My progress from NaNoWriMo last year.
Have you ever had the experience of getting a great idea in the middle of the day, then completely forgetting it when you actually sit down to write it? You try desperately to keep envisioning your scene or scenario until you have a chance to get back to your computer, but by the time you get there, you’ve been distracted by a hundred other things and the idea has evaporated. There’s an easy solution for this: Use notes. While you may not have the time to write out a scene, you’ll likely have a chance to jot down a few notes—whether in a draft email or on a scrap piece of paper—on your lunch break, while you’re at the grocery store, or anywhere else. That little note, as insignificant as it may seem, can be the difference between tweaking your memory to write a great scene and completely losing the idea. The best case scenario? You have a bit of extra time to flesh out your notes a little more and your idea is a half-written scene before you send it off to yourself to finish later.
Become a Dictator
Another problem writers have is time. Like the idea of writing notes to yourself for future use, the idea of using dictation software can help us save time and get more written. Let’s say you’re on your daily commute to work and a fantastic idea flashes through your mind; however, you know it’s going to be another 45 minutes before you can jot anything down because you’re stuck in traffic behind the wheel. If you’re using a hands-free set (as you should be), you can tell your phone to take a memo. Whether it’s a few lines to remind yourself of your epiphany later or a fully-fledged scene, dictating your story means you can get those ideas down faster. Better yet? Some people find dictating much less intimidating and easier; they communicate their ideas more freely and efficiently while they’re speaking, rather than typing or jotting down on paper. Sure, you’ll need to do some very careful editing later, but in terms of getting a first draft down, dictation software can be a lifesaver for busy writers.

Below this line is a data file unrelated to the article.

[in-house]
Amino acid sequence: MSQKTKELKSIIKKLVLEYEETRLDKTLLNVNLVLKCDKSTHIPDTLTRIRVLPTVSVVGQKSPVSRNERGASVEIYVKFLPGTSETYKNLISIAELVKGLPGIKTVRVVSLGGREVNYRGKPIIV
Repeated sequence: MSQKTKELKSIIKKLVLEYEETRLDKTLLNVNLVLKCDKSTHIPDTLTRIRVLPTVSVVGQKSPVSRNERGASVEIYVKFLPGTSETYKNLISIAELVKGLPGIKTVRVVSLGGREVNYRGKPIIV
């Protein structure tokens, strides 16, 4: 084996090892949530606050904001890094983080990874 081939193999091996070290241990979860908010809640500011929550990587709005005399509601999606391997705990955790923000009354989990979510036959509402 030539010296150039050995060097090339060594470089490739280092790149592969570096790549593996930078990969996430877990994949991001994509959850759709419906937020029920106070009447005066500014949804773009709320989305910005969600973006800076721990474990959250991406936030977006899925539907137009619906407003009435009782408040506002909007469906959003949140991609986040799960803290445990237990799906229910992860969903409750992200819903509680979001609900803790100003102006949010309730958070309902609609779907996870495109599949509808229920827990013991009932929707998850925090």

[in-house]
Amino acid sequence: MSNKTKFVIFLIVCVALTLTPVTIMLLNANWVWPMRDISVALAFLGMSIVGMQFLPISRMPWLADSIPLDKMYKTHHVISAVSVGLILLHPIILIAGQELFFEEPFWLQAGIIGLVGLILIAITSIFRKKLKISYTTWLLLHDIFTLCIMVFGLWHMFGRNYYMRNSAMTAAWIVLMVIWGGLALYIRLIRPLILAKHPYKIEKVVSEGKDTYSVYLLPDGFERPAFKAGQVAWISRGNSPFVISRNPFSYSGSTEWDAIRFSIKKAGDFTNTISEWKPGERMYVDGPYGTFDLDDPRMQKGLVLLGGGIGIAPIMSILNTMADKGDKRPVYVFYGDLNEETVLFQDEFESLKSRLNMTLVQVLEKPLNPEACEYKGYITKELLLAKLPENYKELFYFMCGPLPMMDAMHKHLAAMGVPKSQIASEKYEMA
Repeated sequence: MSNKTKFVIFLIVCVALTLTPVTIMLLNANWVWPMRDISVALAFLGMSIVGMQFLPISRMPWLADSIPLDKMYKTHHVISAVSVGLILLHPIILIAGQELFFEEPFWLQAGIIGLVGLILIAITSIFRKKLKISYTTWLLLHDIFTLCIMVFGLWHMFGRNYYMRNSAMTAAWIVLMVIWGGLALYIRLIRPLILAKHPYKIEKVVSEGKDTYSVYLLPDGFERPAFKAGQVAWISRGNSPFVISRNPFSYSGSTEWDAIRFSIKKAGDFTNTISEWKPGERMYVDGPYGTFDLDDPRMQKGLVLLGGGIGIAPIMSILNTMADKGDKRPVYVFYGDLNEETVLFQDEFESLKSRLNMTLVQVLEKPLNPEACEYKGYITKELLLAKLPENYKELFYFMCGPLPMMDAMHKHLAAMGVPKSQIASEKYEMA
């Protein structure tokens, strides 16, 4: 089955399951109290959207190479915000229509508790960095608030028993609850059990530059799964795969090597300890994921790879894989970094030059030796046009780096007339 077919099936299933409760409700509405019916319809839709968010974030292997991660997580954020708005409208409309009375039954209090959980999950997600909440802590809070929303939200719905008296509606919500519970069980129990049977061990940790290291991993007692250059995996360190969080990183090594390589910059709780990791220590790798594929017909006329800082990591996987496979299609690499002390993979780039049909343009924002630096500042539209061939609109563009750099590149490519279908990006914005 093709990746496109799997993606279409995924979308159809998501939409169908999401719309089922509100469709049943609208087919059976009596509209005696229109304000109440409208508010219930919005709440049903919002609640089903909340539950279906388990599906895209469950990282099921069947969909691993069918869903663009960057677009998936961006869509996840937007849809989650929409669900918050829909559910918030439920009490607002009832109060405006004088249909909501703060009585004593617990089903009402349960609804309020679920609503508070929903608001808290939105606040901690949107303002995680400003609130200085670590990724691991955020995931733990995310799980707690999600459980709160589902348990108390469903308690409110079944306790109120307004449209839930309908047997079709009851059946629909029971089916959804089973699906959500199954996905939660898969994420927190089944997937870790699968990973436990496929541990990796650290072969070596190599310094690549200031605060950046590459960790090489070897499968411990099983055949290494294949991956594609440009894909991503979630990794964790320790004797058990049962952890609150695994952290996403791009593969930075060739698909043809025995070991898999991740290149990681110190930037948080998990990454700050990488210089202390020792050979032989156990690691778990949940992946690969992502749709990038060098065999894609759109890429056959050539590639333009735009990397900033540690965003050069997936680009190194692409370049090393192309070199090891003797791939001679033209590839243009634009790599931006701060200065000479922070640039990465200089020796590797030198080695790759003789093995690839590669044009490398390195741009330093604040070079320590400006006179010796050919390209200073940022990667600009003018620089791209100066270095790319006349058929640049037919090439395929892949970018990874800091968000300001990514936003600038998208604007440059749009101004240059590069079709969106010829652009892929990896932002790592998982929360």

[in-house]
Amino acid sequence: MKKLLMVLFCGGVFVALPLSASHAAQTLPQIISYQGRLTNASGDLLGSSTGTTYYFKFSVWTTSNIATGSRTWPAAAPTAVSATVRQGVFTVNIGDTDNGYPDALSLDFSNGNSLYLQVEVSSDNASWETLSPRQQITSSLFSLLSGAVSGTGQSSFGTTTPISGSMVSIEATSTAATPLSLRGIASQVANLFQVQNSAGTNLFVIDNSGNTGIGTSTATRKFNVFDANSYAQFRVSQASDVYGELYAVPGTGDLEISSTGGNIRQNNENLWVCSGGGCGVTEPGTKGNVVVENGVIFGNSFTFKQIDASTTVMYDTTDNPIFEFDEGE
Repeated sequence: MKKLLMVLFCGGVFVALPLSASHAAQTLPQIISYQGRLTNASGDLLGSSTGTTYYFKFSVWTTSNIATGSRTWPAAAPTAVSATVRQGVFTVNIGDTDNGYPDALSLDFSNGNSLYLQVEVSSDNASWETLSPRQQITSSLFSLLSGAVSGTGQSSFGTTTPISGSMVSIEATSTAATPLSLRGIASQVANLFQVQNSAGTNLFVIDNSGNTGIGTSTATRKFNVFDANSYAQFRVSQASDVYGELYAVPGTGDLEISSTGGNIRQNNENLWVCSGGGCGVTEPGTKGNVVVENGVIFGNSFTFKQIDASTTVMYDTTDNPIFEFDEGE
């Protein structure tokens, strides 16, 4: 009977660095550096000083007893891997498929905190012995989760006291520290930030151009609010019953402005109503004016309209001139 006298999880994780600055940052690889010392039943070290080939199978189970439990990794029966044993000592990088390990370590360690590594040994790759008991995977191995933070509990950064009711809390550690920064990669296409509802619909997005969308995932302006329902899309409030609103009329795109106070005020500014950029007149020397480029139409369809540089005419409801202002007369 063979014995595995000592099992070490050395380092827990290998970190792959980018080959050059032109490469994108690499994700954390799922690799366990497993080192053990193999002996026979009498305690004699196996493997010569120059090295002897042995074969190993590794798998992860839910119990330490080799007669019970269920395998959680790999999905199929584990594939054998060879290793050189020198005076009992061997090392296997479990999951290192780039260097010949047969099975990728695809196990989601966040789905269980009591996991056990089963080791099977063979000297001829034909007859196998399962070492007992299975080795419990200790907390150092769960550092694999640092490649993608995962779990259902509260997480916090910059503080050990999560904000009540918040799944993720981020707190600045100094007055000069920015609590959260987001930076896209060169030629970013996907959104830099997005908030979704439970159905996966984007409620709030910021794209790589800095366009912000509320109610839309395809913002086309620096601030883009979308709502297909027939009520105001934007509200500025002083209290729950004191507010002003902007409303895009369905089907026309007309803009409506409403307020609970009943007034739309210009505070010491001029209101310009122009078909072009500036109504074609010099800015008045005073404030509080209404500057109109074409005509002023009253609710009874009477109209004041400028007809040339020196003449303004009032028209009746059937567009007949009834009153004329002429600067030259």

Location, Location, Location
You may have heard about studies that say we perform better on tests when they’re conducted in the same place that we initially learned the material; for example, if we studied underwater, then our exam recall will be better if the test is also performed underwater. This is because information can be tied to a number of triggers, including location cues. Other studies have also shown that drug addicts’ highs are tied to their location; a drug user that shoots up in the same place has a higher tolerance than if they change their location. In fact, a change of location has a lot to do with drug overdoses—the user injects their usual dose, but can’t handle that amount due to the location change.